Getting settled in St. Petersburg

Friday, June 11, 2010

Well, it’s been a pretty wild ten days. I’m in St. Petersburg now, but only a week and a half ago I was still in Montana. Since that time I’ve been in Ann Arbor, Castle Park, Amsterdam and Istanbul. For now, however, I’m staying put for a month, and my bags are unpacked and out of sight.

On June 1 I flew from Bozeman to Michigan, where I met up with friends and family. My parents are out on Lake Michigan, so last Friday I rented a car and drove out to see them. Sunday morning started in Castle Park—as the place on Lake Michigan where I grew up spending my summers is called—and then I drove back to Ann Arbor before heading to Detroit to catch my flight to Amsterdam.

I hadn’t planned on spending time in the Netherlands, it just worked out that way. Since I generally like to wait until the last minute to buy plane tickets (I have commitment issues), the only one I could get at a decent price involved an eight-hour layover in Amsterdam.  But since I’m a big fan of Amsterdam anyway, I was happy to get the chance to walk around one of my favorite cities in the world for five hours on a beautiful Monday afternoon.

Even though I hadn’t slept on the plane (I hardly ever can), I was up for Amsterdam. I hadn’t drunk much alcohol during the flight, so at the very least I felt relatively fresh-minded when I arrived.

Having already visited Amsterdam maybe ten times or so (including a number of quick overnight stays in recent years as I’ve traveled between the US and Turkey/former USSR), I’ve seen most of the city’s famous sites a number of times. This time I was carrying a fairly heavy carry-on bag from my flight, and so resolved to not walk (or bike) around too much, but rather just take things easy. I got a haircut, dispensing with my stringy, long, dirty locks and getting the sort of cut that seemed better suited for summer archive work in Russia—something short and a bit more ‘professional’ looking. The haircut was miserable—I later went to my local barber in Istanbul and had it fixed—but getting a shampoo after the long trip from Michigan had alone made the expense worthwhile.

I arrived in Istanbul at two o’clock Tuesday morning, taking a taxi to the research center in Arnavutkoy where I usually stay. I’ve posted lots of shots of Arnavutkoy—which is located right at the foot of the Bosphorus—in previous posts. In my opinion, Arnavutkoy is one of the most beautiful sections of Istanbul. For two full days, I chilled out, ate a lot of fish, and met up with friends.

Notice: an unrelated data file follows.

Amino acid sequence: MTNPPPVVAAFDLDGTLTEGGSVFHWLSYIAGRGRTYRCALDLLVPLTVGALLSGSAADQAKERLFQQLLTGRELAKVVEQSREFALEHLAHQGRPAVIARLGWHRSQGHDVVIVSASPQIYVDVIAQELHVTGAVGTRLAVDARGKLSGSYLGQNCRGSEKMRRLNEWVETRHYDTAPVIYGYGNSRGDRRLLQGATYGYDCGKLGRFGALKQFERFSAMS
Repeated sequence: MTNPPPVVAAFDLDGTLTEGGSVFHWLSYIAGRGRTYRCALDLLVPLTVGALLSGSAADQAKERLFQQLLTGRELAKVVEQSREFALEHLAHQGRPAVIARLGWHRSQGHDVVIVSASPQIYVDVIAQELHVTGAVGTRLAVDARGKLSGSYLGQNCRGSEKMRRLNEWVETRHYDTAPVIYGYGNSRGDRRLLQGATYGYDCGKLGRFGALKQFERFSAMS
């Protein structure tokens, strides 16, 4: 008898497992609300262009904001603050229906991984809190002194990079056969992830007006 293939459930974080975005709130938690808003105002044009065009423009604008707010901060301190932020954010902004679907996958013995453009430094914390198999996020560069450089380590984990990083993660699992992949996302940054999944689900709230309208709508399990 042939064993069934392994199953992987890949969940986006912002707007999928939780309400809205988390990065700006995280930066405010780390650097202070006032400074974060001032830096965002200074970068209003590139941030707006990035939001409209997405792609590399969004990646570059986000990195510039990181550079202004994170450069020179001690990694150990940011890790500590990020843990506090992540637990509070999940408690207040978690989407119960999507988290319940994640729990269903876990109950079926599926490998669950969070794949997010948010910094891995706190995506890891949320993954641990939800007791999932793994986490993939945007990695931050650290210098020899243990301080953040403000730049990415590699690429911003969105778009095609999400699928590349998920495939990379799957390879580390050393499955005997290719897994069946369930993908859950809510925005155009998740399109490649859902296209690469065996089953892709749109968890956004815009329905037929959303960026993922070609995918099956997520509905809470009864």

My last night in town I went out to dinner with a friend, eating fish and sharing a bottle of raki at a restaurant in Arnavutkoy. Afterwards, we headed up the Bosphorus to Bebek, where we each drank a couple of mojitos at a bar. By the time I had to go to the airport (my plane was at 2 am, so I planned on getting to the airport by midnight), I was fairly plastered. I managed to make it to the airport and get on my plane, but I don’t remember much of this journey—which I think is just as well, given the time of night I was departing. Fortunately, my condition helped induce sleep, and for the first time ever I was able to sleep soundly on a flight from beginning to end.

I awoke at around seven when our plane landed in Moscow. Getting through passport control is now infinitely easier than it used to be, at least at a major airport like Sheremetovo. In the old days, I often waited 2-3 hours in line to get my passport stamped, but this time (as was the case two summers ago, when I also flew into Moscow), the process took just a few minutes. Someone in line even lent me a pen when I needed to fill out a form. The trip was very easy, as was the flight from Moscow to St. Petersburg one hour later.

In St. Petersburg I took a taxi to my apartment, where the mother of the woman who is renting the apartment to me was waiting for me. The apartment is exactly like several I’ve rented in the former USSR. It’s a “two-bedroom” place, which in the vernacular of the former USSR means there is a fold-up bed in the living room plus a bedroom. The bedroom is off limits to me, since this is where the family renting the place to me has stored all of their stuff, so I sleep in the living room. I’ve got a little balcony that looks out over a small courtyard that is filled with trees. All in all, it’s very pleasant and quiet.